|Your First Green.|
|Your Fourteenth Green.|
Why did this green decline? The hottest, driest July in recorded history did little in keeping this green alive.
It is a fact that this is the fourth smallest green on the golf course measuring in at 2611 square feet. (Tri City has three greens at 1700 square feet!) This green like many on the course lack both good internal and external surface drainage. I'm aware of two layers in this green that limit internal drainage and rooting depth. All drainage, as was normal of greens of that age, is spilled off the front of the green. It sits in a tight pocket ringed by trees which limits good air circulation. Foot traffic enters the green from the left of the bunker and exits directly to the right. Our hand watering efforts were in vain as we were using river water several degrees warmer than soil temperatures. At one time I heard the water temperature was 88 degrees warm! It goes to show you that how the lack of snowfall this past winter influenced temperatures of the water by reducing the input of cold spring feed water into the river. Hand watering left the soils saturated and increased base temperatures exacerbating root decline. By my estimate, 90% of this green was composed of Poa Annua. A shallow rooted weed that thrives under tight, moist, compacted conditions present. As I feared, the Summer Patch pathogen was diagnosed on a disease sample submitted for testing to the Turfgrass Diagnostic Lab, UW-Madison Department of Plant Pathology. This disease establishes itself in the root system clogging the water carring vessels. The effects of the disease isn't known until the full blown stress of summer is upon us. Too late to save the plants now.
|I'm inserting this photo to illustrate how deep tine aerifcation perforated the heavy soils. This channel appears to function in a limited capacity. BTW; This photo was taken on #14.|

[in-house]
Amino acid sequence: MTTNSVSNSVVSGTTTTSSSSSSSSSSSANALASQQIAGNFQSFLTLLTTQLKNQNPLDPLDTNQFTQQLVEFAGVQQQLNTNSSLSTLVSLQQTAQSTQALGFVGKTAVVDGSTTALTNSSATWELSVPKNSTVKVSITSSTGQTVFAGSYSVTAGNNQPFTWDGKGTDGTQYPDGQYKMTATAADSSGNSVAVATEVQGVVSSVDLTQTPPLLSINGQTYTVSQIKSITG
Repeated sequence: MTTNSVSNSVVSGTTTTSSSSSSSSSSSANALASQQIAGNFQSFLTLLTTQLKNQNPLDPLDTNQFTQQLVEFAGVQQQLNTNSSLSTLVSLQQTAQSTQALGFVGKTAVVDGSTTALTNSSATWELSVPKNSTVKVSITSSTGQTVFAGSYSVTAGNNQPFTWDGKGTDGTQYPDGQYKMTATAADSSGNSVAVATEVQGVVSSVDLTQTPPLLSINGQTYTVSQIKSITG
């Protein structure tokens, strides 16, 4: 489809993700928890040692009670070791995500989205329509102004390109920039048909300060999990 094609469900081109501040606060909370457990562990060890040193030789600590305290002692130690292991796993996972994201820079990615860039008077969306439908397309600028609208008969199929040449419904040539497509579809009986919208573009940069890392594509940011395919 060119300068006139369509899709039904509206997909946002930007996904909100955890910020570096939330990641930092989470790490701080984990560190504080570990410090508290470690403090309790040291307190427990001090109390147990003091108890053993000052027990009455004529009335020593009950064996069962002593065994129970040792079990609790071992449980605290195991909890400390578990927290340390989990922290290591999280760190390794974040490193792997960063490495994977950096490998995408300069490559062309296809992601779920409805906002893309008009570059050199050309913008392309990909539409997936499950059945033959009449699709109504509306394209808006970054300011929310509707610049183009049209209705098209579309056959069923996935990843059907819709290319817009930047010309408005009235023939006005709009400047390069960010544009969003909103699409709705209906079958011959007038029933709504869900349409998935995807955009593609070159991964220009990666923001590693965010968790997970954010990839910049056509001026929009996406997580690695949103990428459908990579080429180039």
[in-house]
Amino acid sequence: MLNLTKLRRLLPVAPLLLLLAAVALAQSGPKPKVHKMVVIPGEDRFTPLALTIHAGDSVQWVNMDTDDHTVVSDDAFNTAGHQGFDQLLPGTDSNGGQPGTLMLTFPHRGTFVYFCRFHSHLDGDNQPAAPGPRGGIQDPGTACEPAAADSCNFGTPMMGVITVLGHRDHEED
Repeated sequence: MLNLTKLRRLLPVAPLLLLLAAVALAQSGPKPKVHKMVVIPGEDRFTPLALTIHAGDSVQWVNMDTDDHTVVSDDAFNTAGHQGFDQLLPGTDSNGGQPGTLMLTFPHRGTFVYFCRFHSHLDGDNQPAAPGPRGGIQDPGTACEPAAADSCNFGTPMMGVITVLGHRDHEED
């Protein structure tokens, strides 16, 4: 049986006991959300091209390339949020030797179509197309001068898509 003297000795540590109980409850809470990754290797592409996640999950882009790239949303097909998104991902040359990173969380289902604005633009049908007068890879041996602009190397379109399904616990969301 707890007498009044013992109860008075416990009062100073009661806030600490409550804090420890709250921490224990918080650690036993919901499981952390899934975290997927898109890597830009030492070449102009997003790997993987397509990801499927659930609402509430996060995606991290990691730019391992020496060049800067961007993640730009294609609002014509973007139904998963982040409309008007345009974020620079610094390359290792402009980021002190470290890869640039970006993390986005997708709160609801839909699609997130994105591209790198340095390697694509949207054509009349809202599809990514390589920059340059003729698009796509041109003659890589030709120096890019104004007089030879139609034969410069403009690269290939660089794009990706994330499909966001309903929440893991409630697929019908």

(Ideally, this green with several others should be replaced with larger greens better suited for today's play and golfer expectations.)
So what did we do?
We are developing our technique as we go and is loosely based on the gassing and regrassing efforts Jerry Kershasky used in regrassing the putting greens at Westmoor CC and University Ridge Golf Course. I also followed up with several superintendents with experience in this area. I did not have pictures of the process as we were trying to get the seedbed prepped should the predicted rains fall.
First we punched this green with .5" solid tines as deeply as our aerifier could go. (4") We topdressed and backfilled the open holes. We aerified with .25" open tines set up in 2 x 5 block tine holders set at a shallow depth to create pockets of open pores for the seed to fall. We applied half the seed prepared for this green. We then deeply verticult to create grooves. Applied the second half of the seed. Dragged the topdressing to cover the seed in the grooves. Lightly raked any debris. Rolled. Applied starter fertilizer and watered to settle the dust (and to keep the meager 10% of any turf still left alive on that green.)
Renovation of this green should be viewed as new construction and as such this putting surface will be closed for the remainder of the year and with good weather a reopening sometime late May. The turf will need time to "knit" together before it gets hammered by daily play. I will post further photo's of our regrassing efforts as we try to boost the bentgrass populations in several other greens on the course.
Unfortunately, this green was showing her age, but with a little luck, a timely face lift will be appreciated in the days to come. _Mk